Some gerontological nursing educators have been more successful than others in implementing specific, new gerontological nursing content in their respective educational programs. Although more nursing schools are including separate, specific, required courses in gerontological nursing in their curricula, the majority of schools still attempt to integrate this specialized content into several different courses in their programs (for example, courses in adult growth and development, medical-surgical nursing, psychiatric nursing, and community health nursing). Some of these schools also offer nursing electives in gerontological nursing (I enjoyed the personal rewards of teaching such an elective course in the spring of 1 990).
Those gerontological nursing educators seeking integration of more content specifically related to older adults often find several common obstacles. For example, most curricula are already packed with content, and gerontological nurses must compete with the goals of other faculty members who want to add more content on ethics, legal aspects, sub\ stance abuse, community mental health, research, computers, health economics, and home health care, to name just a few current issues. Most faculty members agree that there is limited time in 2-, 3-, or J 4-year programs, and essential content needs to have priority.
Another obstacle is the fact that integrated content is often difficult tc plan, implement, track, and evaluate. When new or different faculty members teach different courses each semester, integrated content is sometimes deleted, possibly because of preferred emphasis on other kinds of content or patient examples. Also, some schools do not have enough faculty members prepared or interested in gerontological nursing to plan, integrate, teach, and evaluate the content needed. Lastly, some faculty members mistakenly believe that all of the necessary gerontological nursing content is already in the curriculum, not recognizing the deficiencies.
With current predictions for a greatly expanding aging population, the high percentage of older patients in most health-care facilities, the increasing expectations of older consumers for quality health care, and the exploding amount of new gerontological nursing content and research, nursing can no longer afford to have new graduates with limited or haphazard preparation, knowledge, and skills in the specialized needs and care of older adults.
More and more students are recognizing the need for an increased amount of such content in their curricula. After having taken the recent state board examination for licensure, graduates reported that there were multiple questions related to gerontological nursing on the test. Also, in their future practice, more graduates will be caring for older patients than children. So why do we continue to require specific courses in pediatric nursing and not in gerontological nursing? Every nursing school should, therefore, have a specific course in gerontological nursing required of all its students.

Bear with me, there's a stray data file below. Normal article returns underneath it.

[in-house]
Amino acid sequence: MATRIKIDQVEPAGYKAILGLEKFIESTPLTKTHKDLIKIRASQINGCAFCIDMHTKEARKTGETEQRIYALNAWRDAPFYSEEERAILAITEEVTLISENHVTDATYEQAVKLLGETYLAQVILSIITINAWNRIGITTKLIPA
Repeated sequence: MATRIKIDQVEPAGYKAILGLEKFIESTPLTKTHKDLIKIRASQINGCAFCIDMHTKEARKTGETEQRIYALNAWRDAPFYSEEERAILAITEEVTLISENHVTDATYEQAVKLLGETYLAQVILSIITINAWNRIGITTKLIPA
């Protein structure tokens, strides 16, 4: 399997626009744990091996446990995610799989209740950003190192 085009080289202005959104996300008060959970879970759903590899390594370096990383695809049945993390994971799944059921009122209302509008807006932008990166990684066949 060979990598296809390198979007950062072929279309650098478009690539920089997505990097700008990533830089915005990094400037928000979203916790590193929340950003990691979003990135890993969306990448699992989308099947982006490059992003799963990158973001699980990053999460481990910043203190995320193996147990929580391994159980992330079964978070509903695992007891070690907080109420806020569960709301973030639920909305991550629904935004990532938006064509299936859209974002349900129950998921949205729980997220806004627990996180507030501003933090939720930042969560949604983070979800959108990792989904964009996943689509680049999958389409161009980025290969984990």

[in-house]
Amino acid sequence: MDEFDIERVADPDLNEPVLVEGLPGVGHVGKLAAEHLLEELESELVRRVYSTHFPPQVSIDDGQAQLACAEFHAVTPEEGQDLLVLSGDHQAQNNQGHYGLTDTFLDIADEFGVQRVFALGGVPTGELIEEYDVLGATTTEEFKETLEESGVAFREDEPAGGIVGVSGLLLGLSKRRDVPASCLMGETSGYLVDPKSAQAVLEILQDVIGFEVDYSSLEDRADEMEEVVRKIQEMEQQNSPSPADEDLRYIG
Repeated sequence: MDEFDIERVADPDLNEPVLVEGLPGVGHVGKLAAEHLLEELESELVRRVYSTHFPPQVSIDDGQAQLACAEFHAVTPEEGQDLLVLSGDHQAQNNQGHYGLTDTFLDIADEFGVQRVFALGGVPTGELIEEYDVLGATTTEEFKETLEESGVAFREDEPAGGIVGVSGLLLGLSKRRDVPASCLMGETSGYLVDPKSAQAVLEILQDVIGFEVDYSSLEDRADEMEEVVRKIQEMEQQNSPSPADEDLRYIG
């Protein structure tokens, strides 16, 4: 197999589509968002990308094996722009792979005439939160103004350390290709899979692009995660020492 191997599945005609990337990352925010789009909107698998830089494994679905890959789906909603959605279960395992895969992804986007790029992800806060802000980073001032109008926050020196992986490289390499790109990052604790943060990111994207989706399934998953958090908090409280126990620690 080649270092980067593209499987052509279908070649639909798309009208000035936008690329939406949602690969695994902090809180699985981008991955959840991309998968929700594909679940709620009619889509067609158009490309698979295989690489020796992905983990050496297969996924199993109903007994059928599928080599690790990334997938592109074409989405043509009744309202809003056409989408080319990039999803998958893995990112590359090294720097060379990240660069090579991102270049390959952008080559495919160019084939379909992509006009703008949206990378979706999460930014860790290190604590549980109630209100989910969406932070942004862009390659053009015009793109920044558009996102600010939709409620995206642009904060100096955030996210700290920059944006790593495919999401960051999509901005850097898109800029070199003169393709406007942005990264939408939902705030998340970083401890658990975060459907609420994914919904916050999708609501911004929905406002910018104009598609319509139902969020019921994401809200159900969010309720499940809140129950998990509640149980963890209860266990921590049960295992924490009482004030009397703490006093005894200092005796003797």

One specific new regional project that will help to improve the amount and quality of gerontological nursing in educational programs will be implemented in 1990 and continue through 1992. It is the Faculty Preparation to Teach Gerontological Nursing project sponsored by the Southern Regional Education Board. They have received a 3-year grant of $447,683 from the Division of Nursing, US Department of Health and Human Services, to provide three 1 - week workshops to help nursing faculty learn how to improve the teaching of gerontological nursing.
These workshops will be held each summer for 3 years at sites across the southern region. It is encouraging to note that there is so much interest in this project thataU faculty slots have been filled for the 1990 session.
Gerontological nurses in institutional and private practice, education, research, and consultation need to take action now and use their energy and influence by writing or speaking to the members of curriculum committees of schools of nursing, state boards of nurse examiners, and state nurses' associations; state governors and legislators; members of local chapters of the American Association of Retired Persons and Gray Panthers (they are large in number, politically influential, and should have an interest in the issue); boards of home health and nursing home organizations; and other individuals and groups who could possibly influence curriculum requirements. Recommendations regarding changes in the state boards of nursing guidelines and criteria for on-site evaluation of nursing schools should be revised, and legislation, if needed, should be proposed to include this requirement.
Some readers may remember that a course in psychiatric nursing was not required in some states in the early 1950s. We have already waited longer than most of the other clinical specialties. Let's work for a required course in gerontological nursing in all types of nursing education programs in all states by 1995.